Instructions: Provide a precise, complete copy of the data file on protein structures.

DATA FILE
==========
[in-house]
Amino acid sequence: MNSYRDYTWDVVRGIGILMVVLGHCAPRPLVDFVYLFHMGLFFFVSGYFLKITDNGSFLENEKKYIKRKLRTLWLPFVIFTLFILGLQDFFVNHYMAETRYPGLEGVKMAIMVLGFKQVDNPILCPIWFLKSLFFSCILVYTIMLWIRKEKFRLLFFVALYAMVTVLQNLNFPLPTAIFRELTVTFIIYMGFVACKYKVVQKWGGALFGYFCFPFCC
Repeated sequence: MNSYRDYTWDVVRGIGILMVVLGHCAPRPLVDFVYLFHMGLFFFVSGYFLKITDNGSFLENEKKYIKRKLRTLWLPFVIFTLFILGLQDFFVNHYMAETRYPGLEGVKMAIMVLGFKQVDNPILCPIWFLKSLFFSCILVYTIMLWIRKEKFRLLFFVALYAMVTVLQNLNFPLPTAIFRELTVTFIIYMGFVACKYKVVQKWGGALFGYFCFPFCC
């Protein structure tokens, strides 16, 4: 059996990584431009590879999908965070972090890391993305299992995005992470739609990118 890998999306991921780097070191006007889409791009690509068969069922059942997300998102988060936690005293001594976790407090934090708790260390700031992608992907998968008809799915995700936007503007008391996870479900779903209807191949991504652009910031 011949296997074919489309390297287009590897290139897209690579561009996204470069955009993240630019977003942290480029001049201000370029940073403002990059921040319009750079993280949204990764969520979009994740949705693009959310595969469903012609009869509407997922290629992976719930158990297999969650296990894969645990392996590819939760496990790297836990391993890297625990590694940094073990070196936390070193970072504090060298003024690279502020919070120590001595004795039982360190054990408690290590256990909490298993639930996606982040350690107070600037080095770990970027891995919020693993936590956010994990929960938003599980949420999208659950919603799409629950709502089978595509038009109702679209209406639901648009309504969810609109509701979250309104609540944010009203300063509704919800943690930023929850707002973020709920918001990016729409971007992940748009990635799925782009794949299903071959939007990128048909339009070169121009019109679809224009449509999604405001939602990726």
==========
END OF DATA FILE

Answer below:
[in-house]
Amino acid sequence: MNSYRDYTWDVVRGIGILMVVLGHCAPRPLVDFVYLFHMGLFFFVSGYFLKITDNGSFLENEKKYIKRKLRTLWLPFVIFTLFILGLQDFFVNHYMAETRYPGLEGVKMAIMVLGFKQVDNPILCPIWFLKSLFFSCILVYTIMLWIRKEKFRLLFFVALYAMVTVLQNLNFPLPTAIFRELTVTFIIYMGFVACKYKVVQKWGGALFGYFCFPFCC
Repeated sequence: MNSYRDYTWDVVRGIGILMVVLGHCAPRPLVDFVYLFHMGLFFFVSGYFLKITDNGSFLENEKKYIKRKLRTLWLPFVIFTLFILGLQDFFVNHYMAETRYPGLEGVKMAIMVLGFKQVDNPILCPIWFLKSLFFSCILVYTIMLWIRKEKFRLLFFVALYAMVTVLQNLNFPLPTAIFRELTVTFIIYMGFVACKYKVVQKWGGALFGYFCFPFCC
């Protein structure tokens, strides 16, 4: 059996990584431009590879999908965070972090890391993305299992995005992470739609990118 890998999306991921780097070191006007889409791009690509068969069922059942997300998102988060936690005293001594976790407090934090708790260390700031992608992907998968008809799915995700936007503007008391996870479900779903209807191949991504652009910031 011949296997074919489309390297287009590897290139897209690579561009996204470069955009993240630019977003942290480029001049201000370029940073403002990059921040319009750079993280949204990764969520979009994740949705693009959310595969469903012609009869509407997922290629992976719930158990297999969650296990894969645990392996590819939760496990790297836990391993890297625990590694940094073990070196936390070193970072504090060298003024690279502020919070120590001595004795039982360190054990408690290590256990909490298993639930996606982040350690107070600037080095770990970027891995919020693993936590956010994990929960938003599980949420999208659950919603799409629950709502089978595509038009109702679209209406639901648009309504969810609109509701979250309104609540944010009203300063509704919800943690930023929850707002973020709920918001990016729409971007992940748009990635799925782009794949299903071959939007990128048909339009070169121009019109679809224009449509999604405001939602990726």